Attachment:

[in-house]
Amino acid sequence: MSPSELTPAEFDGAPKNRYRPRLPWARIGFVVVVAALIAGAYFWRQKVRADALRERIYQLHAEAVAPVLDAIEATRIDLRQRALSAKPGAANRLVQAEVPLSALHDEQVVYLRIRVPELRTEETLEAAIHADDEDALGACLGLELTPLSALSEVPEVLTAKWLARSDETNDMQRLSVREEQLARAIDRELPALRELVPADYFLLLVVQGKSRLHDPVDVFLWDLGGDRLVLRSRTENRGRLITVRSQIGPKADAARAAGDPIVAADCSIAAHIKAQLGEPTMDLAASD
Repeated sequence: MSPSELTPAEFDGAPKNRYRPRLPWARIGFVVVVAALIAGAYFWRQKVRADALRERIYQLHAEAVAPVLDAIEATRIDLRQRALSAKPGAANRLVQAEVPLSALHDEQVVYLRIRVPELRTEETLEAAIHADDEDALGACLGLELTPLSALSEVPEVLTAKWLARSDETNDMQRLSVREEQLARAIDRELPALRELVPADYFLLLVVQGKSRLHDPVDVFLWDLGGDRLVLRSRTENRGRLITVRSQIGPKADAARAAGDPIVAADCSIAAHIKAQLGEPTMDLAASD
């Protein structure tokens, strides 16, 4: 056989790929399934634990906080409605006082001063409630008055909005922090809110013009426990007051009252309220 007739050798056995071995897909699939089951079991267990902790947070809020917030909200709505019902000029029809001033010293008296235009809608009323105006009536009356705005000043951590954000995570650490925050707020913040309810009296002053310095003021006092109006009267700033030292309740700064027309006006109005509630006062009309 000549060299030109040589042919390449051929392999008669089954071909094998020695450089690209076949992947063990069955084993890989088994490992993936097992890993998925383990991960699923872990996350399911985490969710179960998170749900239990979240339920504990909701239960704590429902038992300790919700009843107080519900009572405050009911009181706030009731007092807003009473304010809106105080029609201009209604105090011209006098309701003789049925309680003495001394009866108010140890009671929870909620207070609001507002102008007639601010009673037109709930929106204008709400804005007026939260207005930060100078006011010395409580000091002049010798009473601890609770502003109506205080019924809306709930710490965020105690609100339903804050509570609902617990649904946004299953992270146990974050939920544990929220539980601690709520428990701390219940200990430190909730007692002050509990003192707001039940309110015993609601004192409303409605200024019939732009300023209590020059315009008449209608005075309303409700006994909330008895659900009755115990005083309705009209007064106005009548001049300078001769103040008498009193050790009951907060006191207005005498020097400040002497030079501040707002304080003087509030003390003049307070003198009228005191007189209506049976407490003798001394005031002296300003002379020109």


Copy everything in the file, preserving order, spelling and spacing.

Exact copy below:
[in-house]
Amino acid sequence: MSPSELTPAEFDGAPKNRYRPRLPWARIGFVVVVAALIAGAYFWRQKVRADALRERIYQLHAEAVAPVLDAIEATRIDLRQRALSAKPGAANRLVQAEVPLSALHDEQVVYLRIRVPELRTEETLEAAIHADDEDALGACLGLELTPLSALSEVPEVLTAKWLARSDETNDMQRLSVREEQLARAIDRELPALRELVPADYFLLLVVQGKSRLHDPVDVFLWDLGGDRLVLRSRTENRGRLITVRSQIGPKADAARAAGDPIVAADCSIAAHIKAQLGEPTMDLAASD
Repeated sequence: MSPSELTPAEFDGAPKNRYRPRLPWARIGFVVVVAALIAGAYFWRQKVRADALRERIYQLHAEAVAPVLDAIEATRIDLRQRALSAKPGAANRLVQAEVPLSALHDEQVVYLRIRVPELRTEETLEAAIHADDEDALGACLGLELTPLSALSEVPEVLTAKWLARSDETNDMQRLSVREEQLARAIDRELPALRELVPADYFLLLVVQGKSRLHDPVDVFLWDLGGDRLVLRSRTENRGRLITVRSQIGPKADAARAAGDPIVAADCSIAAHIKAQLGEPTMDLAASD
């Protein structure tokens, strides 16, 4: 056989790929399934634990906080409605006082001063409630008055909005922090809110013009426990007051009252309220 007739050798056995071995897909699939089951079991267990902790947070809020917030909200709505019902000029029809001033010293008296235009809608009323105006009536009356705005000043951590954000995570650490925050707020913040309810009296002053310095003021006092109006009267700033030292309740700064027309006006109005509630006062009309 000549060299030109040589042919390449051929392999008669089954071909094998020695450089690209076949992947063990069955084993890989088994490992993936097992890993998925383990991960699923872990996350399911985490969710179960998170749900239990979240339920504990909701239960704590429902038992300790919700009843107080519900009572405050009911009181706030009731007092807003009473304010809106105080029609201009209604105090011209006098309701003789049925309680003495001394009866108010140890009671929870909620207070609001507002102008007639601010009673037109709930929106204008709400804005007026939260207005930060100078006011010395409580000091002049010798009473601890609770502003109506205080019924809306709930710490965020105690609100339903804050509570609902617990649904946004299953992270146990974050939920544990929220539980601690709520428990701390219940200990430190909730007692002050509990003192707001039940309110015993609601004192409303409605200024019939732009300023209590020059315009008449209608005075309303409700006994909330008895659900009755115990005083309705009209007064106005009548001049300078001769103040008498009193050790009951907060006191207005005498020097400040002497030079501040707002304080003087509030003390003049307070003198009228005191007189209506049976407490003798001394005031002296300003002379020109």